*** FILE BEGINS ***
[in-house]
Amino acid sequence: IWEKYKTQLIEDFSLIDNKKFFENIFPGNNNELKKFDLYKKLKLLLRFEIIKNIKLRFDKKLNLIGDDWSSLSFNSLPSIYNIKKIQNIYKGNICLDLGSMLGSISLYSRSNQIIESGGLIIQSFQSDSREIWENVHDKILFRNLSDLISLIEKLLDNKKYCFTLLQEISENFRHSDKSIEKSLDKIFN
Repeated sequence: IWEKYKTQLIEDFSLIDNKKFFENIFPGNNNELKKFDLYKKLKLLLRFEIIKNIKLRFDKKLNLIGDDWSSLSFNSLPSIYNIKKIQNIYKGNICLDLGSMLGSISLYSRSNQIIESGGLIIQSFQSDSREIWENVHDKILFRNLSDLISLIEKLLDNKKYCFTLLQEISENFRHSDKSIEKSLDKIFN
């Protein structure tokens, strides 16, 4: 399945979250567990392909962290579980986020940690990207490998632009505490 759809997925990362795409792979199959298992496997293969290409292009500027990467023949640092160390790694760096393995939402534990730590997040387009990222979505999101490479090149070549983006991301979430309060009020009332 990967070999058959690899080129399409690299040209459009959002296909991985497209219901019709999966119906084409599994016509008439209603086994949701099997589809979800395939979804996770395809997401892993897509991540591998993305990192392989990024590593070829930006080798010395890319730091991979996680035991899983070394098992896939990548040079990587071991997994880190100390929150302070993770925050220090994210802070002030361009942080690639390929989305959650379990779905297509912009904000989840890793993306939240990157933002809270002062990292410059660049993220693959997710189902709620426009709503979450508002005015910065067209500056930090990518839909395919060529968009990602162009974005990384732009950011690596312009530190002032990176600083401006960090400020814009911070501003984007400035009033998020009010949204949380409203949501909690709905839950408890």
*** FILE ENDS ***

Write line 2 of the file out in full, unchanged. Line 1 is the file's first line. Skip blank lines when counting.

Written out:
Amino acid sequence: IWEKYKTQLIEDFSLIDNKKFFENIFPGNNNELKKFDLYKKLKLLLRFEIIKNIKLRFDKKLNLIGDDWSSLSFNSLPSIYNIKKIQNIYKGNICLDLGSMLGSISLYSRSNQIIESGGLIIQSFQSDSREIWENVHDKILFRNLSDLISLIEKLLDNKKYCFTLLQEISENFRHSDKSIEKSLDKIFN